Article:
7 Insane Weight-Loss Methods From The Past

7 Insane Ways Women Tried To Lose Weight In The Past

Ever since female beauty -- and worth -- became equated with thinness, women have tried some truly unbelievable ways to lose weight.

In recent months, Jessica Alba wore a corset for three months straight after childbirth to regain her shape, and a Beverly Hills surgeon claimed that patients are paying him $2,000 to sew postage-stamp sized squares of mesh onto their tongues in order to force them onto a liquid-only diet.

Unfortunately, as horrifying and bizarre as these stories sound now, they're hardly isolated incidents. And while we'd like to think that women's relationships with food -- or at least the marketing surrounding some parts of the diet industry -- have gotten slightly more sane in the last few years, back in the day, people tried some seriously wacky things to augment their bodies.

Here are seven unbelievable ways women tried to lose weight in the past, guaranteed to make you want nothing but a healthy relationship with your figure:

1. The "Spot Reducer"

spot reducer

According to an ad placed in the Oct. 1, 1950 issue of The Milwaukee Sentinel, "thousands" have lost weight by using the gadget, "handsomely made of lightweight aluminium and rubber," to "break down fatty tissues."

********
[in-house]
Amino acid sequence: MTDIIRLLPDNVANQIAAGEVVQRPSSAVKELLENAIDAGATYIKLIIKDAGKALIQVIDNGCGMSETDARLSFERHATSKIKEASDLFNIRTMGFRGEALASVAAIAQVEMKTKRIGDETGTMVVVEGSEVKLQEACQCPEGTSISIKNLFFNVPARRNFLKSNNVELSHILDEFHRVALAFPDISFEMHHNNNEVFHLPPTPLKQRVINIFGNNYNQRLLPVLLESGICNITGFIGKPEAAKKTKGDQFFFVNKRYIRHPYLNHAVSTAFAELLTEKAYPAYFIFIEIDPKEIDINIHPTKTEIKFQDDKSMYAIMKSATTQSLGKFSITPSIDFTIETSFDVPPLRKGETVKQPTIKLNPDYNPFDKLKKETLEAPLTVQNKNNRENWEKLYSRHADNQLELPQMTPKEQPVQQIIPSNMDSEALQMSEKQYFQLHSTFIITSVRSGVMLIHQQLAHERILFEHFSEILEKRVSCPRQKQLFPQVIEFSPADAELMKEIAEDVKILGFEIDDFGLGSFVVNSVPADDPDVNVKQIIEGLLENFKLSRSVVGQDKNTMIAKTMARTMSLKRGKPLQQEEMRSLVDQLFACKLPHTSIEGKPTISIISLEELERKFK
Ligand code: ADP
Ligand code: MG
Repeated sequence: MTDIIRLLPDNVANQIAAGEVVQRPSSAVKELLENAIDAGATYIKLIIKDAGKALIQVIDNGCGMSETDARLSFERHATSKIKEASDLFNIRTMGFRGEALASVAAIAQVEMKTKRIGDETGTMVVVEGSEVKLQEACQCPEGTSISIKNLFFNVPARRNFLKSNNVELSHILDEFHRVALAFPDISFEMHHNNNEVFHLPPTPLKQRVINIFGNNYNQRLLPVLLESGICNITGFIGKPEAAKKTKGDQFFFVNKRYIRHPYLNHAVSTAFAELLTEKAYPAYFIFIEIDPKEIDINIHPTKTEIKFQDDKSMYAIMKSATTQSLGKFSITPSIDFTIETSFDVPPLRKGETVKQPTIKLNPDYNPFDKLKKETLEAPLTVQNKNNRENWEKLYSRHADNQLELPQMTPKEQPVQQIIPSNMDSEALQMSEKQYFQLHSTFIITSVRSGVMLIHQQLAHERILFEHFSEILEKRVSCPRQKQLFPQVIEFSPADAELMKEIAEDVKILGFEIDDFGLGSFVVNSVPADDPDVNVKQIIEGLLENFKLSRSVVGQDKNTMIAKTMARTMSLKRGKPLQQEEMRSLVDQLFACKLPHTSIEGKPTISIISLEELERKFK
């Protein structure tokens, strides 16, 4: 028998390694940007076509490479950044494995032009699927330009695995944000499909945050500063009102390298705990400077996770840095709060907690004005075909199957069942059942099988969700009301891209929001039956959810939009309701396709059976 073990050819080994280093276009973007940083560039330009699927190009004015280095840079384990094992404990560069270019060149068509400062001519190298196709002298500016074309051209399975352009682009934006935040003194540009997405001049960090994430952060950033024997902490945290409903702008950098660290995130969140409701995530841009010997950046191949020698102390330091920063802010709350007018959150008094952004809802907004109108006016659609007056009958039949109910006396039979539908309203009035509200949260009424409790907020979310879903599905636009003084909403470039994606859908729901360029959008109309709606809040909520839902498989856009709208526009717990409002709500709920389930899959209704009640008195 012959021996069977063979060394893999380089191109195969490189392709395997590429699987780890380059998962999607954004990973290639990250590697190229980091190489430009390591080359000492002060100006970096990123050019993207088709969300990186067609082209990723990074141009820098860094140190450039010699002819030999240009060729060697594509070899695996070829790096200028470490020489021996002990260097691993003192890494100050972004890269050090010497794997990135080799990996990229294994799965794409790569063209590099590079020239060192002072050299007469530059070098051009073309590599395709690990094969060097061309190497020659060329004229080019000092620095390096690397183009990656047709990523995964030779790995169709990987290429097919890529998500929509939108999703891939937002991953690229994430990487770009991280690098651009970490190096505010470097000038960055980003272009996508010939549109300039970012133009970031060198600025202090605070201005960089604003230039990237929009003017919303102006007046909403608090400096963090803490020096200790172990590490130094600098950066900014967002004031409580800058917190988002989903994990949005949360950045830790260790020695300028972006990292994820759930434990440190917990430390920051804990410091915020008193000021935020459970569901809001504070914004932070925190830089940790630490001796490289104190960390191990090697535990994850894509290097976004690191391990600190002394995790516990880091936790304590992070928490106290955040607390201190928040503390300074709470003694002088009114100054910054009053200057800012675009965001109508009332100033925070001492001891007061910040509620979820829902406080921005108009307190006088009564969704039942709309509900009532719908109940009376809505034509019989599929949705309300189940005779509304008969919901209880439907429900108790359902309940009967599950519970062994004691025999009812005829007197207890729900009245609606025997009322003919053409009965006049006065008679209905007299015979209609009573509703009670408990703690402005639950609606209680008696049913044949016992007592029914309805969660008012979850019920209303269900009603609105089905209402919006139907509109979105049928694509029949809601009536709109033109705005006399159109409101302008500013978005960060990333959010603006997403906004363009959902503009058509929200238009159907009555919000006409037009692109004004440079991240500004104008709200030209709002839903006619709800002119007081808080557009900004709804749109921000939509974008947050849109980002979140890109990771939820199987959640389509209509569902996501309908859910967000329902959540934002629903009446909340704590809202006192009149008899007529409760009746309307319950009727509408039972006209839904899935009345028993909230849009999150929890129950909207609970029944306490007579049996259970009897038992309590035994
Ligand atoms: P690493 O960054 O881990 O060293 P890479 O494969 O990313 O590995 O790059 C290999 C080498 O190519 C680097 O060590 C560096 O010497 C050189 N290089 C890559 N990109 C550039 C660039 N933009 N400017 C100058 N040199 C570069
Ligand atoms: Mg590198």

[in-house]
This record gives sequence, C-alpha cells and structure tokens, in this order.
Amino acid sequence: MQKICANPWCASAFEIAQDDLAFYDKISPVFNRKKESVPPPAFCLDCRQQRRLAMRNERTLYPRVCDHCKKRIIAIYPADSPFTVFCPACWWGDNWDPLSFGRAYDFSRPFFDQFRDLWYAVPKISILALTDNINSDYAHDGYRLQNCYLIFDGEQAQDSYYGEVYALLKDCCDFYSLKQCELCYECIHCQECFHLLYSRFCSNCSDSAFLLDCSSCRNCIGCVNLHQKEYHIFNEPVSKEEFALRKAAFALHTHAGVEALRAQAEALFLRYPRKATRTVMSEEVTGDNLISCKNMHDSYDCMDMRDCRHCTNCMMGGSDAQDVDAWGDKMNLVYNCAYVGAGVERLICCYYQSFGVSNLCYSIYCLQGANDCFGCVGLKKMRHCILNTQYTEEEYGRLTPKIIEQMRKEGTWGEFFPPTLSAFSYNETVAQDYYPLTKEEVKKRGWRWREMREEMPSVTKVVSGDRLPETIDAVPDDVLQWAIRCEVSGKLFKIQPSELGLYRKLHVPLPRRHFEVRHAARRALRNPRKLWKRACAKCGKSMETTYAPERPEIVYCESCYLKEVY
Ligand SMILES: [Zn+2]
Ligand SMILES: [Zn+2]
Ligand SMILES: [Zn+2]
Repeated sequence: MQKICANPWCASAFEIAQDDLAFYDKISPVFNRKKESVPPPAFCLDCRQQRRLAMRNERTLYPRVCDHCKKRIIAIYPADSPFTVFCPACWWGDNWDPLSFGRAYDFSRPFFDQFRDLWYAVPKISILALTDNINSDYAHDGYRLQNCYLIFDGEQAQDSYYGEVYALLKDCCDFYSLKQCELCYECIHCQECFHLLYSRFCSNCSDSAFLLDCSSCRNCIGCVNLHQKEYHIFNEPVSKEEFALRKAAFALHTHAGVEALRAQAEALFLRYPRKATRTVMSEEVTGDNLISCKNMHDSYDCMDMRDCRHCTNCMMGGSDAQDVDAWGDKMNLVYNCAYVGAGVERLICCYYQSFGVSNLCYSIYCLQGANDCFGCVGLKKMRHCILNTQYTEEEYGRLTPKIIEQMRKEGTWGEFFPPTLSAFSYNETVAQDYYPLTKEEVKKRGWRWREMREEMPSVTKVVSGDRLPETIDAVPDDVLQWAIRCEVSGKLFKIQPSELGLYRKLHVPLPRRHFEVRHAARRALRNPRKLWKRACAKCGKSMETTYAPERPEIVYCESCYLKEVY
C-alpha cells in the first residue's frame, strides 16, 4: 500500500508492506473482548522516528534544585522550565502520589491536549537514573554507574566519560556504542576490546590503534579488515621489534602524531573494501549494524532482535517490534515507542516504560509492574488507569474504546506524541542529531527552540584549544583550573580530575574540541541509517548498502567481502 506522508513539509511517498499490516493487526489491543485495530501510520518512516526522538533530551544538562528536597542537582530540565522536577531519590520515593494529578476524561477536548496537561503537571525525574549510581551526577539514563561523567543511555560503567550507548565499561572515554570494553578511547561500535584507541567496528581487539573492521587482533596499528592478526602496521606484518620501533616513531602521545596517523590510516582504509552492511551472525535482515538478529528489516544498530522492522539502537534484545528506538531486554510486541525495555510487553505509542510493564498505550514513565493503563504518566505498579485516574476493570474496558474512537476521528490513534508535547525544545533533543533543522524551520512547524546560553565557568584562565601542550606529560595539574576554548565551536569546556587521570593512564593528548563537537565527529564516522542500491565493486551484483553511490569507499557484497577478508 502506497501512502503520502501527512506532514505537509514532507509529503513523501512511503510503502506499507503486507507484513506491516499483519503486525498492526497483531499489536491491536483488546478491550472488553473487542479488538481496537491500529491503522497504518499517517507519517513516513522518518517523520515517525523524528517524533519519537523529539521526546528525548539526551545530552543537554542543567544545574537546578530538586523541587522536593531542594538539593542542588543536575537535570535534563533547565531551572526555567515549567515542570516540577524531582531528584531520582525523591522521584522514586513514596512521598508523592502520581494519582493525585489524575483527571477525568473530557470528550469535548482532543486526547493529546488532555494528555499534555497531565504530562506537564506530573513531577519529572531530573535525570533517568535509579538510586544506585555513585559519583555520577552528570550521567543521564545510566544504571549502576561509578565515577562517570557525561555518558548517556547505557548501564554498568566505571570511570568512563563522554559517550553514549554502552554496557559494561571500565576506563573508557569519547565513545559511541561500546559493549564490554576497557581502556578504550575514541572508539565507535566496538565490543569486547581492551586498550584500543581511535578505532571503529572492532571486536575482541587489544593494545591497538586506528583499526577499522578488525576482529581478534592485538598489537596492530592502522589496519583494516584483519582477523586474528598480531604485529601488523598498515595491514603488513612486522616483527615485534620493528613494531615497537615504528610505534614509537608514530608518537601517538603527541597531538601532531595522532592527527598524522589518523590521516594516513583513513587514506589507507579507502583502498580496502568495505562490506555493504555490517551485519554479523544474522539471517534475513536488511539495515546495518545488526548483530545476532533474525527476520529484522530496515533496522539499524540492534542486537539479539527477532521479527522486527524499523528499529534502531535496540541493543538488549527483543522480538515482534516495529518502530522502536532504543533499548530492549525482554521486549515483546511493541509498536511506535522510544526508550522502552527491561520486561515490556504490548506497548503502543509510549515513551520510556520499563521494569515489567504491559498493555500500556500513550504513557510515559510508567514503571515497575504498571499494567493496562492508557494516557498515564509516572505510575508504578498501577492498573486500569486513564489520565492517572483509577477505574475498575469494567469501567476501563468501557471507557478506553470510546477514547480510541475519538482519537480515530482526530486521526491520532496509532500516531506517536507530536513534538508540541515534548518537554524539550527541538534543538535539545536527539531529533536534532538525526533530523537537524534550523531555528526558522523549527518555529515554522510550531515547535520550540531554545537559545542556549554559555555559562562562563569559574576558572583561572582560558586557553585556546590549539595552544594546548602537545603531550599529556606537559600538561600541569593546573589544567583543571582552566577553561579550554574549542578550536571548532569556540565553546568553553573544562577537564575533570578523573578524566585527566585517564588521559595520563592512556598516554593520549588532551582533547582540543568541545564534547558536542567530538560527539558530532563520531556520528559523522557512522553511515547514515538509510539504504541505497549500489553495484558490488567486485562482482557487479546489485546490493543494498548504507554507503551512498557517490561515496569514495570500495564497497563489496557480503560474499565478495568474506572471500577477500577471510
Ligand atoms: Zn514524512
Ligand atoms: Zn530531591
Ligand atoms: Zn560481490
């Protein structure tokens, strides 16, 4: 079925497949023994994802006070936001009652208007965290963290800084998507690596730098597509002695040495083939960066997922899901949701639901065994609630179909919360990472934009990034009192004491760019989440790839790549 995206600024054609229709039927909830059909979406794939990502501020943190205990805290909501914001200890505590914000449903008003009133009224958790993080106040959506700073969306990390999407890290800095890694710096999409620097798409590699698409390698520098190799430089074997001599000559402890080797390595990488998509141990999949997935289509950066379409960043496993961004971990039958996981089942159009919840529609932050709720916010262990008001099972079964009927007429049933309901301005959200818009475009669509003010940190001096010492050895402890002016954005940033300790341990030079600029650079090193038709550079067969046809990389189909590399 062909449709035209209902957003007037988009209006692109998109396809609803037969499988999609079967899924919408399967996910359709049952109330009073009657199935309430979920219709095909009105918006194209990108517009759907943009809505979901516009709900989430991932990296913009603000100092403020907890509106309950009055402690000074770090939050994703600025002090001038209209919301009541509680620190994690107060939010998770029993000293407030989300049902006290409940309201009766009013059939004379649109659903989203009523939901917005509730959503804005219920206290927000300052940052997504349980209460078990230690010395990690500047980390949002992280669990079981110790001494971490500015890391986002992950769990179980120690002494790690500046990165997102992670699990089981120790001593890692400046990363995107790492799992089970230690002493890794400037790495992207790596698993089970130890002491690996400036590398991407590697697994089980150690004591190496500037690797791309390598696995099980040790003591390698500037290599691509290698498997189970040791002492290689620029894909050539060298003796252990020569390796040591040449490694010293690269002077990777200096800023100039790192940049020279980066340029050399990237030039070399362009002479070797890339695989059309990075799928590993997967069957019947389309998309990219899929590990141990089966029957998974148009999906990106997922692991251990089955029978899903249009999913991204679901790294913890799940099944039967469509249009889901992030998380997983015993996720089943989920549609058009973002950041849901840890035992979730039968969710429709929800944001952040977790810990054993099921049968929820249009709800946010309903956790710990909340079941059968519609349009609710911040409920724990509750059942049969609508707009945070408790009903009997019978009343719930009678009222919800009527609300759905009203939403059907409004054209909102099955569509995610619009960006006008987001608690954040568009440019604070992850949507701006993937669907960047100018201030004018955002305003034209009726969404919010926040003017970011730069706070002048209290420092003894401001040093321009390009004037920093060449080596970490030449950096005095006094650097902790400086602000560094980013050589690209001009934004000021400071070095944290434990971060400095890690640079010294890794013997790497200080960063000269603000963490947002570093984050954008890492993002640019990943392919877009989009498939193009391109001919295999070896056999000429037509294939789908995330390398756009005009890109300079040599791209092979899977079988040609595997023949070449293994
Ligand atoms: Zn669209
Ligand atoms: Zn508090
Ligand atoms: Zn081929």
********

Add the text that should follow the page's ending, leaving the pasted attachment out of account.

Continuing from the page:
We suspect the "Spot Reducer" doubled as a rather scary vibrator.

2. Wonder Sauna Hot Pants

wonder sauna hot pants

The premise behind these terrifying garments is that they force you to sweat, thus ridding you of water weight and reducing unwanted inches around your hips and thighs. A similar product was advertised in the 1972 Spiegel Christmas Catalog -- because nothing says "I love you" like pants made of heavy-gauge vinyl. These may have actually helped users drop some water weight, but only temporarily. (And no weight loss is worth wearing such a heinous outfit.)

3. "Slenderizing Salons"

pat ogden

No, these are not instruments of torture. In the 1940s, women voluntarily went to "slenderizing salons" to have their "problem areas" massaged by a variety of Edward Scissorhands-esque machines that claimed to stimulate muscles and break down fat. We remain deeply skeptical.

4. Anklets


According to this vintage ad, "cankles" have long been an issue. But never fear, these "medicated" anklets and other compression garments (the neckpiece is particularly scary) were invented to "dissolve" your excess fat. Pretty sure that's not how fat works...

5. Vibrating Belts.

vibrating belt

Products like the Nadco Exercise Belt promised to "vibrate" your hips and thighs to slimness. Interested parties can still purchase one of these contraptions on eBay. (We recommend not doing so.)

6. "Fat-reducing" soaps.

obesity soap

Products like this La-Mar "reducing" soap advertised in the 1920s claimed to magically wash away "superfluous" body fat. Sounds perfectly legitimate.

7. Thin Music

thin music

There is no information as to how this record, produced by Wallace Reducing Records, is supposed to work. An accompanying exercise regime? Hypnosis? Brainwashing messages? We'll probably never know.

What other scary weight-loss tactics from the past should we know about? Comment below, or tweet @HuffPostWomen!

Before You Go

Jennie Runk

Body Image Heroes

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